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Negative externalities: pollution Interpretation of pollution as use of inputs instead of as joint output: “goods” instead of “bads” Then, analysis on positive externalities applies Recall lecture 3: previously free resources that are used as are priced: “double dividend” as efficiency of resource use is restored and revenue enables government to reduce other (distortionary) taxes

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Welfare program with non-rival commodities Where first-order conditions include:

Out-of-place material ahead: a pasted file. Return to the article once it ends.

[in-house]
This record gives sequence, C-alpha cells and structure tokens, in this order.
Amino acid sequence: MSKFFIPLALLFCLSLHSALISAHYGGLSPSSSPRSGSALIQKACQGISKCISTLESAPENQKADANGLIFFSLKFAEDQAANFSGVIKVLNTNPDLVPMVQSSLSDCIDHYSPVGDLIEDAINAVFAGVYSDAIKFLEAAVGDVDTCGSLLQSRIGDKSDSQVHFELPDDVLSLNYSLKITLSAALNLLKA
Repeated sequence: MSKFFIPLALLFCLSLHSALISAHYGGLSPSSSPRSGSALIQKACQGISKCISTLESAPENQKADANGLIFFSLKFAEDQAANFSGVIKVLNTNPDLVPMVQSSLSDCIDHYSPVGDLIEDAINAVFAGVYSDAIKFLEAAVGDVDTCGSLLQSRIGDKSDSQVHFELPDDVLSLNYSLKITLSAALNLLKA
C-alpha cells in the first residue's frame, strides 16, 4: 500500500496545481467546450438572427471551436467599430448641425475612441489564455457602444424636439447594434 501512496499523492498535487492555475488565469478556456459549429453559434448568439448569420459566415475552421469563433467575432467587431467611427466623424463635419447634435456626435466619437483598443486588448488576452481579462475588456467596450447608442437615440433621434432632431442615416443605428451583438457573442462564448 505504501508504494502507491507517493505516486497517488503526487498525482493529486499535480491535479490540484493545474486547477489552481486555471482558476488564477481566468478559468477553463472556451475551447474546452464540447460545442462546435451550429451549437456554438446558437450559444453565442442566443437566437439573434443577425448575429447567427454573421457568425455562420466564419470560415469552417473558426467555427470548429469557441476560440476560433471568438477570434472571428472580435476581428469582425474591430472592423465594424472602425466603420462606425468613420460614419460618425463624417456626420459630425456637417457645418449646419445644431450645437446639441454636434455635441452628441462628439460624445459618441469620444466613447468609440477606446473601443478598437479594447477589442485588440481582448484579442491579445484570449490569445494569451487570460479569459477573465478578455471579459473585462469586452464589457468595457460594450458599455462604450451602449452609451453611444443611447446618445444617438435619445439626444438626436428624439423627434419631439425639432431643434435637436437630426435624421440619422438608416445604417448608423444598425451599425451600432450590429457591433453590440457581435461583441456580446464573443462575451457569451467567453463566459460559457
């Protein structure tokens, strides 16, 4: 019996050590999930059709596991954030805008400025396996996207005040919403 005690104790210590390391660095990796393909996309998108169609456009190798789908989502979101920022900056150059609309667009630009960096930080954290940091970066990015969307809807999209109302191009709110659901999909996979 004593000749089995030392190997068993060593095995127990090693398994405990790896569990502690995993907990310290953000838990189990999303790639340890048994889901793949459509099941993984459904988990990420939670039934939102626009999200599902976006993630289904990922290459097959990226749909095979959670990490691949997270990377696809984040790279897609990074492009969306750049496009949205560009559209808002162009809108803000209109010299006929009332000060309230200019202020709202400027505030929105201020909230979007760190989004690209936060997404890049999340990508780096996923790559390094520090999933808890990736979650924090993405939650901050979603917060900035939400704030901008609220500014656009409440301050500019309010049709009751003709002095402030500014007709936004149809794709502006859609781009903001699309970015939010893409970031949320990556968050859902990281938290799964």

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Lindahl equilibrium Negishi equilibrium where: –Consumers agree on provision of non-rival commodities: –Consumers jointly finance them: –Each consumer pays share –Since share falls as marginal utility of income increases, the rich pay more than the poor Remarks: –Public goods not desired by high income groups will have to be financed by low income groups, which may not be feasible –Implementation of Lindahl equilibrium: willingness of pay by the consumers. Underreporting will lead to undersupply –If level is determined, financing can be implemented by direct taxes

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Interdependency in utilities: empathy Where first-order conditions include:

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Interdependence in consumptions: external effects Where first order conditions include: